San Diego Habitat for Humanity is proud to commend construction superintendent Mike Gehl upon his retirement after 18 years of dedication! What started as volunteerism at build sites had turned into a fruitful career journey for Gehl. His efforts and demeanor have been widely recognized and admired by fellow volunteers and staff, as well as the partner families he has helped along the way. “Mike is a very kindhearted, soft spoken, funny and intelligent gentleman who has been a tremendous asset to San Diego Habitat. His presence will be greatly missed,” administration assistant Adrienne Greene said.
Before his life with Habitat, Gehl earned a degree in electrical engineering from Iowa State, and immediately served in the Navy during the Vietnam War afterward. While spending 20 years working with operating forces on ships, and handling various engineering duties, he gradually eased into a career with San Diego Habitat. “It began when my younger son was in high school, and his friends were going to do a Habitat event,” Gehl said. He was invited to be one of the supervising adults for a Saturday build, and thoroughly enjoyed the experience; Gehl then started volunteering every following Saturday he could.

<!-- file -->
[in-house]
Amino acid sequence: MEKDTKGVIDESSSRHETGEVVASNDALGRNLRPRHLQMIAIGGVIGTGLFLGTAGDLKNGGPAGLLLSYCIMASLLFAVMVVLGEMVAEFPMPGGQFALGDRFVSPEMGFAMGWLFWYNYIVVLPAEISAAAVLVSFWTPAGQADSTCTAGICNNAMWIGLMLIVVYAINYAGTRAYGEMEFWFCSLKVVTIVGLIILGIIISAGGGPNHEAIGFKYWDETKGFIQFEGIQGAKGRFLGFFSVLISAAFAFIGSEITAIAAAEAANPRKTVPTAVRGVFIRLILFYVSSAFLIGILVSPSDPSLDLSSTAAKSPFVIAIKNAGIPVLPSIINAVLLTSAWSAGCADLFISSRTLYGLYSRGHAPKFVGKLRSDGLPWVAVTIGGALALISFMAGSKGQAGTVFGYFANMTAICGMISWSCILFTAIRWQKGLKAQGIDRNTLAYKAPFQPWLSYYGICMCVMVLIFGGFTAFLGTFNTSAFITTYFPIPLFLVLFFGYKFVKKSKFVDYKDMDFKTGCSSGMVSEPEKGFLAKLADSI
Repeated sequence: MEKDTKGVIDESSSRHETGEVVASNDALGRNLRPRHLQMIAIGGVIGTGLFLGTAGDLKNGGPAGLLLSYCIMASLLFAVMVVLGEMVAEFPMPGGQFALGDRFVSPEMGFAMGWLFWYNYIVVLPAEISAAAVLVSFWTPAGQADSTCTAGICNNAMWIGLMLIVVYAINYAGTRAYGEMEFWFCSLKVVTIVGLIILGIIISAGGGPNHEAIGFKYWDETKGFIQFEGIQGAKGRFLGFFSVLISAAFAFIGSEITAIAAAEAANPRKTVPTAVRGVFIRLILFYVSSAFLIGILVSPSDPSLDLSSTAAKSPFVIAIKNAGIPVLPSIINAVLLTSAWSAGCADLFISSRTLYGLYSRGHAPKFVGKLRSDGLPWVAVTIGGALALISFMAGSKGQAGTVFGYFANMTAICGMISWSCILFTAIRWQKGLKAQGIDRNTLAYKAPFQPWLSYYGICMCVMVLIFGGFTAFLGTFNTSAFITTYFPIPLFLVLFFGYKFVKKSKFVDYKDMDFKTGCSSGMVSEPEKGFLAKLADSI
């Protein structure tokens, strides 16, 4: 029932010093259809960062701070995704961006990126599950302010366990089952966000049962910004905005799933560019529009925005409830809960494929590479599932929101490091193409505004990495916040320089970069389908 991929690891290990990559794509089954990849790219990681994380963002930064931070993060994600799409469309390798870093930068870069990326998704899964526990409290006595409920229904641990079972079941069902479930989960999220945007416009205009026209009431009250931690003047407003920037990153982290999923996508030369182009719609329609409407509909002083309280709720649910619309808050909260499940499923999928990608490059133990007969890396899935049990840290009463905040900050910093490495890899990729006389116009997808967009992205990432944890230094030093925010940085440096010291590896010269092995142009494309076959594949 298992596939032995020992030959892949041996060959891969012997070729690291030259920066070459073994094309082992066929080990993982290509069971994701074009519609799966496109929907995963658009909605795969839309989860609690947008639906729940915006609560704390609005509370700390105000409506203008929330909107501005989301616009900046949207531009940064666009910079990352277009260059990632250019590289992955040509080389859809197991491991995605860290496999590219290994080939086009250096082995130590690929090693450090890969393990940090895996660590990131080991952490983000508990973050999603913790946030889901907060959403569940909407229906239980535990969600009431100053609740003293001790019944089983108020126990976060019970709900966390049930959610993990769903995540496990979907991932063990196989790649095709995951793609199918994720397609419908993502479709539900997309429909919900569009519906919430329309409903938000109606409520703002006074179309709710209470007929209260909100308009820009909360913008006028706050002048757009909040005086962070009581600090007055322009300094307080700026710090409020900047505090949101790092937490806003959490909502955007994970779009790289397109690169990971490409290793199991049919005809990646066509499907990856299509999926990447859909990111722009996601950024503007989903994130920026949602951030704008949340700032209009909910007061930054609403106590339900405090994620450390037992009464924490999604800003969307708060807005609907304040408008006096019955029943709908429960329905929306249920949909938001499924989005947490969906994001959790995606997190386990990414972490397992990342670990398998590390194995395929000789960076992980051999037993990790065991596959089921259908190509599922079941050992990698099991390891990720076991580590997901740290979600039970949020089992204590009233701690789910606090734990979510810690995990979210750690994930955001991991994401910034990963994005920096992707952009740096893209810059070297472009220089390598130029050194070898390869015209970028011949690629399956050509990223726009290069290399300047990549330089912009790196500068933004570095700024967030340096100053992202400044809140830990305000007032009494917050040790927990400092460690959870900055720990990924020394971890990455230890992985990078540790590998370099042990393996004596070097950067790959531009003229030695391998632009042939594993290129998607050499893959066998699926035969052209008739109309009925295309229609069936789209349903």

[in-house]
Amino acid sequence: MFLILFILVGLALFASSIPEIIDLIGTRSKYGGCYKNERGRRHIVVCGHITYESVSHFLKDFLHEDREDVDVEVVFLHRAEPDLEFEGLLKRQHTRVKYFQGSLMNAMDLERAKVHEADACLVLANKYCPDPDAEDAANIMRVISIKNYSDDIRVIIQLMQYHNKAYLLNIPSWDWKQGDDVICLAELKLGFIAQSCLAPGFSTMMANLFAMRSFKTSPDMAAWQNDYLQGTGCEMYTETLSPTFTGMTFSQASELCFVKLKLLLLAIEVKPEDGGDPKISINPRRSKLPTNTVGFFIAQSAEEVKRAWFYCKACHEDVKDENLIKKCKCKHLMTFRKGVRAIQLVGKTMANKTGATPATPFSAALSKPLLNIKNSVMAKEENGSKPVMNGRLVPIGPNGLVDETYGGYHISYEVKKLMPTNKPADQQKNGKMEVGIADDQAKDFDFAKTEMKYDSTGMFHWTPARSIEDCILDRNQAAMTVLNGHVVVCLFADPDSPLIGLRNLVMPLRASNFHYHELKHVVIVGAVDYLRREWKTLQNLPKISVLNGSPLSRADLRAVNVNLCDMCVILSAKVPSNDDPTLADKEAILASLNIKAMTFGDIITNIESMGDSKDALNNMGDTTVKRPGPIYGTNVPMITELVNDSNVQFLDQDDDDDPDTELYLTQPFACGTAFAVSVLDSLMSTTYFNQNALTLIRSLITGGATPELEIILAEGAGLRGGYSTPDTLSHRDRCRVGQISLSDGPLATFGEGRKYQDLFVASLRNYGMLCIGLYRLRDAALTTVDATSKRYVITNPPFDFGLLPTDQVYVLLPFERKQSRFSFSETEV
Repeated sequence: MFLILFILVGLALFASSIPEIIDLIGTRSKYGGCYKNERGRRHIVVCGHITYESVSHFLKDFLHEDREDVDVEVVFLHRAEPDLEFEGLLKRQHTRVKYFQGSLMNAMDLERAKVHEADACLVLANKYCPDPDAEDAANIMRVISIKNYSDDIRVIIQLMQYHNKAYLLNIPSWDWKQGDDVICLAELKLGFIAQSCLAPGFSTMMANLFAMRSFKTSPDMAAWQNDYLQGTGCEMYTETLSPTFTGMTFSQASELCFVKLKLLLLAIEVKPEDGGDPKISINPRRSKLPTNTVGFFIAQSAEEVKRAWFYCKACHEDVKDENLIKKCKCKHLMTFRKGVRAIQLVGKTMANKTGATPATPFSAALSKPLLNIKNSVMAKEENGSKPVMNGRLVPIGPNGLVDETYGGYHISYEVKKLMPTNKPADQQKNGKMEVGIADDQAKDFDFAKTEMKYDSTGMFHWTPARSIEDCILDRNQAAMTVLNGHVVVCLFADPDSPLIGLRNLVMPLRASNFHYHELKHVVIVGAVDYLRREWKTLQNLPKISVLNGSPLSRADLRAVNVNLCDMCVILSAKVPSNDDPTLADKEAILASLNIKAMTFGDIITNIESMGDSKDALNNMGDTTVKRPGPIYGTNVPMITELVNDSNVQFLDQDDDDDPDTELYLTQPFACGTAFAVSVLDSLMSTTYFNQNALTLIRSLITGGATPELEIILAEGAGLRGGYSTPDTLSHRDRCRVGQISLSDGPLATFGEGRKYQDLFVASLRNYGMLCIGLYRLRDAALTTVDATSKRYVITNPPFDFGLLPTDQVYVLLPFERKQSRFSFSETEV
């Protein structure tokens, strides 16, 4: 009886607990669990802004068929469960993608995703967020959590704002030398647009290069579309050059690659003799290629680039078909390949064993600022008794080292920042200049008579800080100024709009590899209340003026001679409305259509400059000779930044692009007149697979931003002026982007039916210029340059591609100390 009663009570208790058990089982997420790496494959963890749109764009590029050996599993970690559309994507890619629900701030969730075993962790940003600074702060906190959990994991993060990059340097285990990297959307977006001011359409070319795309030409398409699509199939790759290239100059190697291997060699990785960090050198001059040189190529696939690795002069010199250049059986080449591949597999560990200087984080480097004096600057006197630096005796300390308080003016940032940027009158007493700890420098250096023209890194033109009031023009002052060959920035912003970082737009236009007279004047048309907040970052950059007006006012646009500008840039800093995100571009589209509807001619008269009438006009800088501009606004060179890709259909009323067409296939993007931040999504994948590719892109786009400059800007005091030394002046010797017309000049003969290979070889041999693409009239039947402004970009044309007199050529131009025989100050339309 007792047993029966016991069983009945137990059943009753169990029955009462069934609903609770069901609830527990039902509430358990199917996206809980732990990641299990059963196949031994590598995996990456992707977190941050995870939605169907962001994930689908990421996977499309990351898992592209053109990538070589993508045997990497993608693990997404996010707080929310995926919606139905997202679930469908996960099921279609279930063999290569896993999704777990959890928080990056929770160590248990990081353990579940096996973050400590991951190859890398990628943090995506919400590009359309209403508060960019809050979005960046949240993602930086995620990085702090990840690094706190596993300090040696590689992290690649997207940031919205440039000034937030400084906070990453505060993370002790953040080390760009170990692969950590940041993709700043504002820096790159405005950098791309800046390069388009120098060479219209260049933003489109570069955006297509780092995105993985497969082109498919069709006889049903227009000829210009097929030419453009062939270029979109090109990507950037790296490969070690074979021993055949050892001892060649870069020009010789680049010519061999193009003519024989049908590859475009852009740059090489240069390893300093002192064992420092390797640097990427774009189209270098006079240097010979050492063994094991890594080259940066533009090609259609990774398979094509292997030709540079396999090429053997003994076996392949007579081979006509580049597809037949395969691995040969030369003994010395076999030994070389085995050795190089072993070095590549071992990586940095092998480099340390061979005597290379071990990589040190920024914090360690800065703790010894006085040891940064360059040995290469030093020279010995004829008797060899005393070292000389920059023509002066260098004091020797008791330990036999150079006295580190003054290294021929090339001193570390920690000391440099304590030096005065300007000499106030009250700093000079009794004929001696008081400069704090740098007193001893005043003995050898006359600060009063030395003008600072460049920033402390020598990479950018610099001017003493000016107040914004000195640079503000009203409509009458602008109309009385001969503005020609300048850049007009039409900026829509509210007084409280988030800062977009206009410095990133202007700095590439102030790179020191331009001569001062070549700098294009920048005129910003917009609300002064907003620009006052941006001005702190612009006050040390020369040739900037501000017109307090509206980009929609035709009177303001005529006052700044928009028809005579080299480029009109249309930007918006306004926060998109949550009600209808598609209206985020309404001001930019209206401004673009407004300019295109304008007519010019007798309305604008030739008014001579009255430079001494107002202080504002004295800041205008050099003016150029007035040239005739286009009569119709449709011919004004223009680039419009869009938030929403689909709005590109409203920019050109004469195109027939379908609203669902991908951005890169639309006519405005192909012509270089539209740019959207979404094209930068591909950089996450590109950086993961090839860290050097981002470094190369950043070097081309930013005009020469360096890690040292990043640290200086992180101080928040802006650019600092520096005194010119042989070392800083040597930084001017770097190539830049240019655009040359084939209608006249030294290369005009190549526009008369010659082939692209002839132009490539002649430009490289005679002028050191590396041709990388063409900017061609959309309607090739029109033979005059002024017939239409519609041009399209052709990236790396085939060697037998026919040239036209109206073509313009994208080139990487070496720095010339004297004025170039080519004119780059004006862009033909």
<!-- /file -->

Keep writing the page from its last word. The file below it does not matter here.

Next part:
“When I started with Habitat, it was because construction was my hobby. I just love construction, and every time I went to a build site, I got to do something different,” Gehl said. Through his eight years or so of volunteering, Gehl added, “I basically got the practical experience of building a home.”
His love of building and willingness to help families propelled him further when he became a Habitat staff member. In reflection of the rapport Gehl established with families through building their prospective homes alongside them, he expressed the familiarity and communal connection he still presently feels.
“I can drive through a neighborhood and the people see my truck and say ‘Hi, Mike!’ This is maybe 10 or 12 years after I’ve worked on their home, even back when I was a volunteer, and that is just such a warm feeling that you’ve helped these people.” Patrick Diaz, a volunteer privileged to have worked under Gehl’s wing, said “He exudes a gentle presence on site, which puts everyone at ease, and it’s a quality that others may consider passive, but it’s what ironically draws out a current of activity from the people he leads.”